Among the most common claims is that masks are dangerous because they lead to oxygen deficiency and increased levels of carbon dioxide in the blood; this was previously debunked by many fact-checking organizations, including Health Feedback (see here and here). In summary, both carbon dioxide and oxygen molecules are far smaller than the filter size of face masks, allowing them to pass easily through masks, even N95s. However, this isn’t the case for the virus SARS-CoV-2, which travels via droplets that get caught by the masks’ fabric. Health Feedback previously addressed how masks form a barrier for respiratory droplets (see here).
Another claim about face masks is that pathogens like bacteria and fungi can accumulate on them. Claims that masks wearing cause bacterial infections were also fact-checked multiple times; in a Reuters fact-check, a team from the Meedan Digital Health Lab made up of global health scientists and infection preventionists said that “there was ‘no evidence’ to suggest face masks can increase the chance of developing pneumonia, ‘or any other bacterial, fungal or viral infection in the lungs’”.
Johns Hopkins University pediatric infectious diseases specialist Matthew Thomas debunked many claims about face masks in a 22 July 2020 post from Johns Hopkins All Children’s Hospital’s Newsroom. On the topic of mold buildup on cloth masks, Thomas said that “clean, dry masks will not develop mold or make you sick” and that proper daily laundering of face masks “removes any viruses, bacteria or respiratory secretions that may build up on the mask”.
Disposing or properly washing one’s mask after use can also help prevent “maskne” (a portmanteau of the words “mask” and “acne”). As for how to keep glasses from fogging, there are a number of solutions, but the best one is to use a well-fitting mask.
As for whether face masks can impact communication in schools and student performance, experts told PolitiFact that this is more plausible. In an opinion piece for Scientific American, David Lewkowicz, a scientist at Yale University who studies perceptual and cognitive development in infants and young children, wrote that masks may impact speech and language development because babies lip-read and use it as a visual speech cue. However, Lewkowicz also wrote that caregivers can compensate for this by following CDC guidelines when outside, but engaging in a lot of unmasked communication with babies when at home.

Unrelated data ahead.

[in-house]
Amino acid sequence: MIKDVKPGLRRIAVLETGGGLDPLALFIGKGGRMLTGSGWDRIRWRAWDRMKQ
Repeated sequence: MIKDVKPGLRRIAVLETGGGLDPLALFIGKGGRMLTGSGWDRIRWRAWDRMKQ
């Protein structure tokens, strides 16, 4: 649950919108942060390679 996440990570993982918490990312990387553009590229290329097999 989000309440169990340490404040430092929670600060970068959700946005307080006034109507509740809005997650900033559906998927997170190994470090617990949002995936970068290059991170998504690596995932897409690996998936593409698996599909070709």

In September 2020, when the New York Times asked scientists who study how children use cues that masks might hinder, whether masks might impact development, all mentioned the ability of children to adapt to masks and find ways to communicate. Moreover, as Eva Chen, a developmental psychologist at Hong Kong University of Science and Technology, told the New York Times, there is no evidence “that children from cultures with much more extensive face covering are any worse at recognizing faces or emotions”.
In summary, while masks may impact communication, scientific evidence suggests that masks are safe for children. As the AAP, which recommends universal school masking, put it:
“Face masks can be safely worn by all children 2 years of age and older, including the vast majority of children with underlying health conditions, with rare exception. Children 2 years of age and older have demonstrated their ability to wear a face mask”.
Despite claims that masking children doesn’t work and masks aren’t necessary for children, the science suggests the opposite. Evidence shows that masks are largely safe for children two years of age and older and that universal masking can limit the transmission of SARS-CoV-2 in schools.
- 1 – Gettings et al. (2021) Mask Use and Ventilation Improvements to Reduce COVID-19 Incidence in Elementary Schools — Georgia, November 16–December 11, 2020. Morbidity and Mortality Weekly Report.
- 2 – Zimmerman et al. (2021) Incidence and Secondary Transmission of SARS-CoV-2 Infections in Schools. Pediatrics.
- 3 – Gandini et al. (2021) A cross-sectional and prospective cohort study of the role of schools in the SARS-CoV-2 second wave in Italy. The Lancet Regional Health Europe.
- 4 – Fricchione et al. (2021) Data-Driven Reopening of Urban Public Education Through Chicago’s Tracking of COVID-19 School Transmission. Journal of Public Health Management and Practice.
- 5 – Link-Gelles et al. (2021) Limited Secondary Transmission of SARS-CoV-2 in Child Care Programs – Rhode Island, June 1-July 31, 2020. Morbidity and Mortality Weekly Report.
- 6 – Kim et al. (2021) Characteristics of COVID-19 Cases and Outbreaks at Child Care Facilities – District of Columbia, July-December 2020. Morbidity and Mortality Weekly Report.
- 7 – Volpp et al. (2021) Minimal SARS-CoV-2 Transmission After Implementation of a Comprehensive Mitigation Strategy at a School – New Jersey, August 20-November 27, 2020. Morbidity and Mortality Weekly Report.
- 8 – Doyle et al. (2021) COVID-19 in Primary and Secondary School Settings During the First Semester of School Reopening — Florida, August–December 2020. Morbidity and Mortality Weekly Report.